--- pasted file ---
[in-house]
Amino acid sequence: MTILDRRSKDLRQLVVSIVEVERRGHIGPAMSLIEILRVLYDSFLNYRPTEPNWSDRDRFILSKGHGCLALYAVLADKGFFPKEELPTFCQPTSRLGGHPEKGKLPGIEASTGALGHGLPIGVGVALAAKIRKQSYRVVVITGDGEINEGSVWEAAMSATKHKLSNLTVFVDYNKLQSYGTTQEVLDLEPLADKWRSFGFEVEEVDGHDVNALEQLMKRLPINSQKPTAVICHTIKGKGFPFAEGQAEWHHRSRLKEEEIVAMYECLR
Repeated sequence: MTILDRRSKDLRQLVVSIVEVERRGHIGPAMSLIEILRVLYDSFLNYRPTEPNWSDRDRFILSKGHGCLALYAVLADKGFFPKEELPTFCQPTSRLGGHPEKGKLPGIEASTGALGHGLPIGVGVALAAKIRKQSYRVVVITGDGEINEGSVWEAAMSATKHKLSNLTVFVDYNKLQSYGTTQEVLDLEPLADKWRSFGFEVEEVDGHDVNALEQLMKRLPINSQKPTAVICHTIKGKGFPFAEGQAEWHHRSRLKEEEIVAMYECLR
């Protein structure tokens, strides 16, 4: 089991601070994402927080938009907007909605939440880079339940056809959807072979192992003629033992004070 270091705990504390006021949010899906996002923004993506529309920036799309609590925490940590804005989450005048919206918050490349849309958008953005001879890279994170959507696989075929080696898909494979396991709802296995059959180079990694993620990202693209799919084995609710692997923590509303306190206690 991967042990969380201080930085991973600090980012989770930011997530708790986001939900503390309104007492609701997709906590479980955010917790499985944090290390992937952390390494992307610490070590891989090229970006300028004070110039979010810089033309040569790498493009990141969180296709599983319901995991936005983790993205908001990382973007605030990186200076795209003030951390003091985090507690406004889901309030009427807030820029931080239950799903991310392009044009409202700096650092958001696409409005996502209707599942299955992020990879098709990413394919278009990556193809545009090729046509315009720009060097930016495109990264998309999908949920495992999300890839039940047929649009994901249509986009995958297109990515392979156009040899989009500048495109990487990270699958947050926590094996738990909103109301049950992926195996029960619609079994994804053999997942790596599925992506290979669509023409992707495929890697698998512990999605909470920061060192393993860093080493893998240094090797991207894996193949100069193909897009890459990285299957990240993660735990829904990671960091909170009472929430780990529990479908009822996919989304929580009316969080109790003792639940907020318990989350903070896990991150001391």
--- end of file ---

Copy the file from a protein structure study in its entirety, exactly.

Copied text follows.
[in-house]
Amino acid sequence: MTILDRRSKDLRQLVVSIVEVERRGHIGPAMSLIEILRVLYDSFLNYRPTEPNWSDRDRFILSKGHGCLALYAVLADKGFFPKEELPTFCQPTSRLGGHPEKGKLPGIEASTGALGHGLPIGVGVALAAKIRKQSYRVVVITGDGEINEGSVWEAAMSATKHKLSNLTVFVDYNKLQSYGTTQEVLDLEPLADKWRSFGFEVEEVDGHDVNALEQLMKRLPINSQKPTAVICHTIKGKGFPFAEGQAEWHHRSRLKEEEIVAMYECLR
Repeated sequence: MTILDRRSKDLRQLVVSIVEVERRGHIGPAMSLIEILRVLYDSFLNYRPTEPNWSDRDRFILSKGHGCLALYAVLADKGFFPKEELPTFCQPTSRLGGHPEKGKLPGIEASTGALGHGLPIGVGVALAAKIRKQSYRVVVITGDGEINEGSVWEAAMSATKHKLSNLTVFVDYNKLQSYGTTQEVLDLEPLADKWRSFGFEVEEVDGHDVNALEQLMKRLPINSQKPTAVICHTIKGKGFPFAEGQAEWHHRSRLKEEEIVAMYECLR
């Protein structure tokens, strides 16, 4: 089991601070994402927080938009907007909605939440880079339940056809959807072979192992003629033992004070 270091705990504390006021949010899906996002923004993506529309920036799309609590925490940590804005989450005048919206918050490349849309958008953005001879890279994170959507696989075929080696898909494979396991709802296995059959180079990694993620990202693209799919084995609710692997923590509303306190206690 991967042990969380201080930085991973600090980012989770930011997530708790986001939900503390309104007492609701997709906590479980955010917790499985944090290390992937952390390494992307610490070590891989090229970006300028004070110039979010810089033309040569790498493009990141969180296709599983319901995991936005983790993205908001990382973007605030990186200076795209003030951390003091985090507690406004889901309030009427807030820029931080239950799903991310392009044009409202700096650092958001696409409005996502209707599942299955992020990879098709990413394919278009990556193809545009090729046509315009720009060097930016495109990264998309999908949920495992999300890839039940047929649009994901249509986009995958297109990515392979156009040899989009500048495109990487990270699958947050926590094996738990909103109301049950992926195996029960619609079994994804053999997942790596599925992506290979669509023409992707495929890697698998512990999605909470920061060192393993860093080493893998240094090797991207894996193949100069193909897009890459990285299957990240993660735990829904990671960091909170009472929430780990529990479908009822996919989304929580009316969080109790003792639940907020318990989350903070896990991150001391």